Assessments

1. Students should submit their activity sheet. Their answers to the last several questions, in particular, will provide a good assessment of their level of understanding. In addition, a class discussion about these questions and about student’s rules for finding the diagonal will also be enlightening in determining which students met the objectives for this lesson.

2.  You might find the following web site useful for assessment purposes:

This activity allows students to perform an in-class investigation using an online tool. Circulate throughout the room as students are completing this activity. As the students are completing the activity, note how close the students’ measurements are to the actual. If a student is having trouble, ask, "What did you learn from today’s lesson that could help you get a more precise answer?"

Extensions

1. Students can investigate the length of the diagonal of other regular polygons (pentagons, hexagons, octagons) and compare it to the side length. Do similar patterns hold for these shapes?
2. Ask students to explore the relationship between sides and diagonals of rhombi. Does the same pattern hold true? What similarities are there between diagonals of squares and rhombi? Are there any differences? Explain.
3. Students can create a spreadsheet to record the side lengths (of squares or other polygons) and then to calculate the lengths of the diagonals. Students would need to develop the formula for performing this calculation. Alternatively, students could use a spreadsheet to record the length of the diagonal and the side length for similar figures, and the ratio of diagonal length to side length could be automatically calculated.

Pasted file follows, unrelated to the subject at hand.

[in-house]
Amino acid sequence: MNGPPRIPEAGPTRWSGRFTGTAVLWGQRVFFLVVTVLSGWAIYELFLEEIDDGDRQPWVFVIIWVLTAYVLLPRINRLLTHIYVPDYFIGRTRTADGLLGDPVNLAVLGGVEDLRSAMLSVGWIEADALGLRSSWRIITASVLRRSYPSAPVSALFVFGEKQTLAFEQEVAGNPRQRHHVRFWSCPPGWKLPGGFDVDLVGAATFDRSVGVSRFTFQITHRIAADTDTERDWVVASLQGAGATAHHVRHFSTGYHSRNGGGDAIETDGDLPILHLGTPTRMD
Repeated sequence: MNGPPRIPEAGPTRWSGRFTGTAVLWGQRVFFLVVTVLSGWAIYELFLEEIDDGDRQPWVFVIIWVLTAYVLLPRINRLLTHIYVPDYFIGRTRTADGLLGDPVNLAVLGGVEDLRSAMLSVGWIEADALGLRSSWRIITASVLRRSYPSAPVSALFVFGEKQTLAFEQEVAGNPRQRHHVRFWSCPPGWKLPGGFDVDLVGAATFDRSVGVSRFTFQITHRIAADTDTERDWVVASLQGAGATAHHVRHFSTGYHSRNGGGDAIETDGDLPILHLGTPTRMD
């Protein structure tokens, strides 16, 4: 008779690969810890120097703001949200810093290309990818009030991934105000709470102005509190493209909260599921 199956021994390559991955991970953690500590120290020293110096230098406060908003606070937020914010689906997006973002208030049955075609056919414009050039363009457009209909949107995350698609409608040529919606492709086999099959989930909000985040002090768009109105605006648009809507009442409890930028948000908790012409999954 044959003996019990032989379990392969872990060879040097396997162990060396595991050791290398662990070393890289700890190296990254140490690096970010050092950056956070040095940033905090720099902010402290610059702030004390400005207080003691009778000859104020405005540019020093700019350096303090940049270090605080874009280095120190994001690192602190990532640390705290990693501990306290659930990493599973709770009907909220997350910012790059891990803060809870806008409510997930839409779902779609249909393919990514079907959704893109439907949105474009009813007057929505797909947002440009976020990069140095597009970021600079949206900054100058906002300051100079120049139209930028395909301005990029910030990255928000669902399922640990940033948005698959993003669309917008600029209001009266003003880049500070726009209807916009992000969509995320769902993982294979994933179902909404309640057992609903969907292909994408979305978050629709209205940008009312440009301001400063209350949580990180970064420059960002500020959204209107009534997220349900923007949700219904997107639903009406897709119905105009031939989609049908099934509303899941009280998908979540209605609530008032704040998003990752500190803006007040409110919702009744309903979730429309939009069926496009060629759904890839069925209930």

Questions for Students

1. Compare your prediction for how to determine the length of the diagonal with the rule you discovered during the investigation. What rule can be used to find the length of the diagonal of any square if you know the side length?

[Based on their measurements, students should notice that the length of the diagonal is approximately equal to 1.4 times the side length. The difference between this rule and their original prediction will vary, depending on their first estimate.]

2. The infield in baseball is a square with side length 90 feet. Determine the distance from home plate to second base. How does your answer compare to your prediction from earlier in the lesson? Explain why your estimate was too high or too low.

[The exact distance from home to second is 90√2 ≈ 127.3 feet. Students might estimate the answer to be 90 × 1.4 = 126 feet. Students should recognize that their predictions may have been inexact, because various methods for estimating will give a close approximation but not an exact measurement.]

Teacher Reflection

• As the students were measuring the sides and diagonals of their squares, what did you observe about accuracy and precision? Did you have to assist students with their measurements? If students had trouble measuring their shapes, what can you do in the future to improve this skill?
• What alternative patterns or methods did students discover that you did not anticipate? If the students did not discover alternate patterns, do you think there are any? Could you have led the students in another direction?
• How did the students demonstrate understanding of the materials presented?
• Were concepts presented too abstractly? Too concretely? How will you change the lesson if you teach it in the future?
• How did students illustrate that they were actively engaged in the learning process?

### Corner to Corner: Exploring Diagonals and the Pythagorean Theorem

6-8
Students further explore square roots using the diagonals of rectangles. Using measurement, students will discover a method for finding the diagonal of any rectangle when the length and width are known, which leads to the Pythagorean Theorem.

### Learning Objectives

Students will:

• Measure the sides and diagonals of squares.
• Make predictions about, and explore the relationship between, side lengths and diagonals.
• Formulate a rule for finding the length of a diagonal based on the side length.

### Common Core State Standards – Mathematics

• CCSS.Math.Content.8.G.B.7
Apply the Pythagorean Theorem to determine unknown side lengths in right triangles in real-world and mathematical problems in two and three dimensions.

### Common Core State Standards – Practice

• CCSS.Math.Practice.MP1
Make sense of problems and persevere in solving them.
• CCSS.Math.Practice.MP4
Model with mathematics.
• CCSS.Math.Practice.MP5
Use appropriate tools strategically.
• CCSS.Math.Practice.MP7
Look for and make use of structure.